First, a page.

Pac-12 Networks Has Cloud Workflows Figured Out
One of Pac-12 Networks’ REMI control rooms, located in San Francisco's South of Market District.
While the emerging concepts of remote processing and storage and “At-Home” production might be new to some, the team at Pac-12 Networks, the sports media production arm of the collegiate Pac-12 Conference, has been doing it—and refining their IT-centric workflows—for years. When you are tasked with supplying content across multiple platforms generated from 100 venues across 12 campuses, it’s just not humanly possible to deploy and manage all of the resources required.
At the end of the day, for Mark Kramer, Vice President, Engineering & Technology at Pac-12 Networks, it’s about enhancing the fan experience and helping to generate revenue for the various Pac-12 Conference member universities. Kramer’s department recently reached an agreement with Amazon Web Services (AWS) to have all of its content uploaded, processed and stored in the AWS Cloud while also leveraging other AWS Elemental Media Services tools to prepare live streams, on-demand content and other services for distribution to the public via MVPD providers like Comcast, Charter, Cox and Dish.
“What’s exciting about what we’re doing with AWS is that we can take all of this content as its coming in and direct it to the AWS cloud and then you can take advantage of all of the incredible computing capabilities up there, which is something we are starting to do now,” he said. “The cloud allows our team to do so much more. For example, we haven’t had to increase our engineering team. We’re building skills within the existing team and giving them tools to do more.”
Using redundant 10 Gb connections with the Pac-12 schools, AWS IP-based services are now supporting the live broadcasts of 850 games for Pac-12 collegiate sports over the 2018-19 season. By moving the Pac-12 broadcasts onto a standard cloud platform, every aspect of the media workflow can be enhanced and made more flexible for production and syndication. Pac-12 Networks is connecting its 10Gb multi-venue contribution network to the cloud with a 1Gb link. Elemental's MediaLive services prepare all live streams for delivery by the MVPDs in Apple’s HLS format to IOS, Android, Web, Chromecast and Apple TV devices.
Taking the new cloud-centric approach, Pac-12 Networks worked closely with Comcast Technology Solutions and Amazon Web Services to create an efficient workflow.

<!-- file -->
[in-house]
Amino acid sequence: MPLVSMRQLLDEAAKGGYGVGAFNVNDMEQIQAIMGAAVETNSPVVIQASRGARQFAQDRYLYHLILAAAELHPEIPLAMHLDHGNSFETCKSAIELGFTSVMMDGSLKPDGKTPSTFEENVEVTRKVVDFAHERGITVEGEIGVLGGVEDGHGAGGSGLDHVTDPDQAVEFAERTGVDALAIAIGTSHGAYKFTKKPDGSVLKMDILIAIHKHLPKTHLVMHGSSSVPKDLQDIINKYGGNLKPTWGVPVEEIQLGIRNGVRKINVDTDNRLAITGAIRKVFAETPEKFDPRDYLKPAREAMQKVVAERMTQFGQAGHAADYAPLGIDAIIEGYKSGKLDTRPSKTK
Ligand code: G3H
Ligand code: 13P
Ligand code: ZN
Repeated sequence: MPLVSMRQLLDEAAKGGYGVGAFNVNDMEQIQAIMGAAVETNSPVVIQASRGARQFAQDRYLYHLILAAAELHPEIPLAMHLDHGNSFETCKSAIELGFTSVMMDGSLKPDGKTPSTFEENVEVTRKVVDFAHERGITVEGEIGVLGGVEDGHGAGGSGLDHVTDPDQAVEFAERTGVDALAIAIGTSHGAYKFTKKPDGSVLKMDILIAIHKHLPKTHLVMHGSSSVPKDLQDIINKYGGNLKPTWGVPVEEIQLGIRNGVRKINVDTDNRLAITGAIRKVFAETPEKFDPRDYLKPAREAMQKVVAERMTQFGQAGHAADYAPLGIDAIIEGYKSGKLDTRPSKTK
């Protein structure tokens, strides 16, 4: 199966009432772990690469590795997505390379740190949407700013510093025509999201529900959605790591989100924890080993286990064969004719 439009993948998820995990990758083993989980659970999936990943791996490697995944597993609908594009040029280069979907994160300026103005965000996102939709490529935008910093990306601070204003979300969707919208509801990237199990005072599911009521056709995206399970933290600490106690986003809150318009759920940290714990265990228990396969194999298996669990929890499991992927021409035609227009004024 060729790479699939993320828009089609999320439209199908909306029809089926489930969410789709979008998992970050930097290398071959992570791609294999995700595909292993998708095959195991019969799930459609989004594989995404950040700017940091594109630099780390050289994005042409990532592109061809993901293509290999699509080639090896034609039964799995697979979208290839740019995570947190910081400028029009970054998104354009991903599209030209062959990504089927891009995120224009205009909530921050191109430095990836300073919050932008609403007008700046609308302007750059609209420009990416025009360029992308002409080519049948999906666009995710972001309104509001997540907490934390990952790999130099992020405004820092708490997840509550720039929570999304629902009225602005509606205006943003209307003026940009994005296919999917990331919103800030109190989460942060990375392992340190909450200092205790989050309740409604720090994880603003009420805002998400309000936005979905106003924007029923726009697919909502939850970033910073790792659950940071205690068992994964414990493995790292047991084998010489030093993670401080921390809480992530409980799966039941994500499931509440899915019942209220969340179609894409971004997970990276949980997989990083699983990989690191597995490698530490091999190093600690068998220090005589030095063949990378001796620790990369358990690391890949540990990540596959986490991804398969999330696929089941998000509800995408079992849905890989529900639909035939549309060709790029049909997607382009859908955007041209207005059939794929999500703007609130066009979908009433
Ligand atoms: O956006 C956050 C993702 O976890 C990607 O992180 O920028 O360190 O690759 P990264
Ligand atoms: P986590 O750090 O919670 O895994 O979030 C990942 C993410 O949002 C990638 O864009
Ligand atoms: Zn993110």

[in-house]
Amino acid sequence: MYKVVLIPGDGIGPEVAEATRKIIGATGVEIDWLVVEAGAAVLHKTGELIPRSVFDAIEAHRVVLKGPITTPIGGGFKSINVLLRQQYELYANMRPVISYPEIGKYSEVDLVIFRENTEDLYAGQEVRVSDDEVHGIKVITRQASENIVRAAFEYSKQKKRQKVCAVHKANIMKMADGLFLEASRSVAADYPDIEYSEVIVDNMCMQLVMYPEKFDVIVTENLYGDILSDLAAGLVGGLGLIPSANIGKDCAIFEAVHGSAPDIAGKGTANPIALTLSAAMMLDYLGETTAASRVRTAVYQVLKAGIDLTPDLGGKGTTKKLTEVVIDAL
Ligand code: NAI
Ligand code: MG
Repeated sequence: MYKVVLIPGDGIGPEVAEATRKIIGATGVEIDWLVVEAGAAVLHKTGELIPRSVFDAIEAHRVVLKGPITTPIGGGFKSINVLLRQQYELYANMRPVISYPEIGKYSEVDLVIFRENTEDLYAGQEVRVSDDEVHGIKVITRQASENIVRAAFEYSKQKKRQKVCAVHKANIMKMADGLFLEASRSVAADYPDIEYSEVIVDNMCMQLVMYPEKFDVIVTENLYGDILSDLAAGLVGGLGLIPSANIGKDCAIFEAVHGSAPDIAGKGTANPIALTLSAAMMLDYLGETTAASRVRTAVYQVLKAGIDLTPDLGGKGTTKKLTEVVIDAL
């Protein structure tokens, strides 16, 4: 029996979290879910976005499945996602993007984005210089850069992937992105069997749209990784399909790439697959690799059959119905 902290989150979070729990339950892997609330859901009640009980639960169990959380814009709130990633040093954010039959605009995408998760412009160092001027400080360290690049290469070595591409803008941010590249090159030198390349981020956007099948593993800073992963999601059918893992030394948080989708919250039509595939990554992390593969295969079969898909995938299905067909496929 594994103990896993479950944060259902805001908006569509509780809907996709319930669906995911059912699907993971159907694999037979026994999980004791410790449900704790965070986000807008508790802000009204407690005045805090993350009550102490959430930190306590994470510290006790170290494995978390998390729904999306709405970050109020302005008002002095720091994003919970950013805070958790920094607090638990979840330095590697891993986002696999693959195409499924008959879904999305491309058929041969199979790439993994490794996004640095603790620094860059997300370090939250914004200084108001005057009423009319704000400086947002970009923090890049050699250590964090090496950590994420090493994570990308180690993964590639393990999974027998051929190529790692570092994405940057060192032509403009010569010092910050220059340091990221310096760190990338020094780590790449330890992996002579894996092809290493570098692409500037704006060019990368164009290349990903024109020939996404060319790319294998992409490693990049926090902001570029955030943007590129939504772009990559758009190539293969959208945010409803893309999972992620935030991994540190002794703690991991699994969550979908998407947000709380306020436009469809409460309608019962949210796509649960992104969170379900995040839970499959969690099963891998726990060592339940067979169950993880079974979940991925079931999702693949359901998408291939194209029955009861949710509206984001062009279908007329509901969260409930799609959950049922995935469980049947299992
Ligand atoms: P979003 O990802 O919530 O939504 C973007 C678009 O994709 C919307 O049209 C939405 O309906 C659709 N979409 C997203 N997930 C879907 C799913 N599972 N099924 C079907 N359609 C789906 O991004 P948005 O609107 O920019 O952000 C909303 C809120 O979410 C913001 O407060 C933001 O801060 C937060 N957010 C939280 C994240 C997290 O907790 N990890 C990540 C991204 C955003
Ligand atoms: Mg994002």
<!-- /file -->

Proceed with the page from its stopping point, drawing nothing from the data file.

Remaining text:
I think automation and efficiency are very important in our business,” Kramer said. “As we’re really focused on trying to maximize revenue opportunities to distribute back to our athletics departments, we‘re always looking for new ways to drive efficiency. I think what is interesting about applying machine learning and automation to production is that we can do so much more with our resources. Automation and machine learning really works when you use it to augment the people you have. It does not replace them.”
Taking the new cloud-centric approach, Pac-12 Networks worked closely with Comcast Technology Solutions to deploy key parts of their master control operations in the cloud. It makes extensive use of Amazon Simple Storage Service (S3) and Amazon Glacier to support their petabyte-sized primary archives for all recorded content. An automated ingest workflow is also leveraged heavily to handle the large amount of content on any given weekend. The ability to scale up the amount of Amazon S3 storage as needed has freed up other aspects of the production workflow, enabling new services like a live-to-VOD capture feature.
Because of this cloud workflow, the Elemental MediaTailor now provides a straightforward option to perform server-side ad insertion for both live and on-demand content, creating a whole new basis for content monetization. Other cloud services used in the Pac-12 cloud infrastructure include Amazon's IAM, CloudFront, EC2 AutoScaling, Elastic Block Store and Elastic Load Balancing to provide a secure, highly-effective backbone for TV-everywhere service delivery.